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Potential Inspiration for NW | © David Howard/Flickr
Potential Inspiration for NW | © David Howard/Flickr
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A Literary Tour of London: Zadie Smith's Willesden

Picture of James Gunn
Updated: 29 October 2017
Zadie Smith now lives in New York and teaches at NYU, yet her move away from the UK has not stopped her writing about her home. Specifically, her fiction always returns to the area where Smith grew up, Kilburn and Willesden. From her prodigious first novel, White Teeth, to her most recent, Man Booker shortlisted novel, Swing Time, this somehow always finds a way of sneaking in. See the funeral Howard Belsey attends in Kilburn in On Beauty, a novel set entirely in a fictional college town in the States apart from this interlude, or the dance classes that Swing Time’s unnamed narrator attends.

In Smith’s fourth novel, NW, which takes the acronym of the North-West London postcode covering Kilburn and Willesden, her affinity with the area comes through strongest. These two neighbourhoods are in the borough of Brent, the most diverse borough in the UK – it is no wonder Smith keeps returning for material. For Smith London ‘is a state of mind’, and it is NW which gets closest to that in essence as a novel wholly centred upon the tensions at play in this pocket of the capital.

Zadie Smith courtesy of newschool.edu
Zadie Smith courtesy of newschool.edu

NW is a tragi-comic novel which follows four Londoners, Leah, Natalie, Felix and Nathan, who lead very different lives having grown up on the same fictional estate in Willesden. Leah and Natalie were childhood friends, but while Natalie – who has overcome the odds to become a prominent black barrister – has upgraded her lot to the posh houses round by Queens Park, Leah finds herself still stuck in council accommodation by the high road. Felix is a happy-go-lucky Caribbean whose first appearance sees him leave the neighbourhood from Kilburn tube station to make his way towards Oxford Circus where he is buying a classic car off an out of touch posh boy sent to do daddy’s business. Nathan’s is the darkest side to the novel, having gone furthest off the rails and finding himself running girls and ruining lives.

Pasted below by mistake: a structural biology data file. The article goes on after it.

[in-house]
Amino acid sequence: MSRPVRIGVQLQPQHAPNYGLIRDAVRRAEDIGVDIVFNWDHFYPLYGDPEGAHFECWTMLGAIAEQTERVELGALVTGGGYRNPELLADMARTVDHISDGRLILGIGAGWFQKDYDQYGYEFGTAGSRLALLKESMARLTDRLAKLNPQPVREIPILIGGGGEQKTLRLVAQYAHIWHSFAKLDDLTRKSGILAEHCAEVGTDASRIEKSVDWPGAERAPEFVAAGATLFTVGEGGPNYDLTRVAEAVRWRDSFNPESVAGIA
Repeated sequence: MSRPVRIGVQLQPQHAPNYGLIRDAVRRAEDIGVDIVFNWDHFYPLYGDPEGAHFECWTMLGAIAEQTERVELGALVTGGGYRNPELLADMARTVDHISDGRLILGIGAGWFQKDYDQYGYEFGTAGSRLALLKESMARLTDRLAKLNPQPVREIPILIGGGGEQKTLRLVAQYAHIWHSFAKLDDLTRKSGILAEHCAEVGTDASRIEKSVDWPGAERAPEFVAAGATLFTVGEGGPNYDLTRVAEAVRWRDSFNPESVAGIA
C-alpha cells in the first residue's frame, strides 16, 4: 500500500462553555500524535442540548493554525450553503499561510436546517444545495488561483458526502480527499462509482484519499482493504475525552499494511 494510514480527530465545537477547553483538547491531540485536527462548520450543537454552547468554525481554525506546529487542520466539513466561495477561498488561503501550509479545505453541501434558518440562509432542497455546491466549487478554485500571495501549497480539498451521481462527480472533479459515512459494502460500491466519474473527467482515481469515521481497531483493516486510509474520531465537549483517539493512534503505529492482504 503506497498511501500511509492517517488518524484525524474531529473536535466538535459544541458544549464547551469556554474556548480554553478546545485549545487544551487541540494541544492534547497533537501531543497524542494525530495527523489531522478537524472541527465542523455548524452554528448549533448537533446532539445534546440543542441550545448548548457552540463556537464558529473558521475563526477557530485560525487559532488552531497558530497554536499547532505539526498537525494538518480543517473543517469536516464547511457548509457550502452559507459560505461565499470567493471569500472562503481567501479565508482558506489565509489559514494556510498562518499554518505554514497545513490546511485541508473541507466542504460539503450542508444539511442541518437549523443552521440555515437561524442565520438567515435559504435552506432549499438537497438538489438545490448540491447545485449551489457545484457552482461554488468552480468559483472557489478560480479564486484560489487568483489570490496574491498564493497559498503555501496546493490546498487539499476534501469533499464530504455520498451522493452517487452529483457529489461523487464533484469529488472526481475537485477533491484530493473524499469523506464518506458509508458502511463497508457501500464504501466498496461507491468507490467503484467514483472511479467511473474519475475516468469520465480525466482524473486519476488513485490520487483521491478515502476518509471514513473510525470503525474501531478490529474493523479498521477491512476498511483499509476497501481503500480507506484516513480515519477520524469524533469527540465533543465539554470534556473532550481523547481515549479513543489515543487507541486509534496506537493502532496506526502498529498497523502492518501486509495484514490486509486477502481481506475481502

Not all is as it seems as Smith draws out the details from their lives which animate the events of the novel. We aren’t so amazed by what happens, but by the implications created by their contexts. Kilburn High Road and Willesden Lane are the arteries which run through this book and which also pulse through some of her other novels to a lesser degree. The book climaxes with Natalie and Nathan climbing the hill which starts in Willesden and ends in Hampstead and Highgate. As they ascend, they go through Willesden Lane, Kilburn High Road, the aptly named Shoot-Up Hill, Fortune Green, Archway and Hampstead Heath. The higher they get, the better view of London they have; yet, the further from home they are the further the threads that hold their characters together strain, ever threatening to snap.

Gaumont State Cinema Tower, Kilburn High Road, London.
Gaumont State Cinema Tower, Kilburn High Road, London. | © Jim Linwood | Flickr

NW really is a novel that wants you to dwell in the depths of real London life, at the street level of drama that comes from a city both divided by the diversity that leads to segregation and poverty and enriched by the diversity that brings true cultural wealth and variety to the very same inhabitants. While it is almost possible to walk your way around Willesden following Zadie Smith’s novel, to actually follow its progress through the lives of its characters is to live a genuine London drama.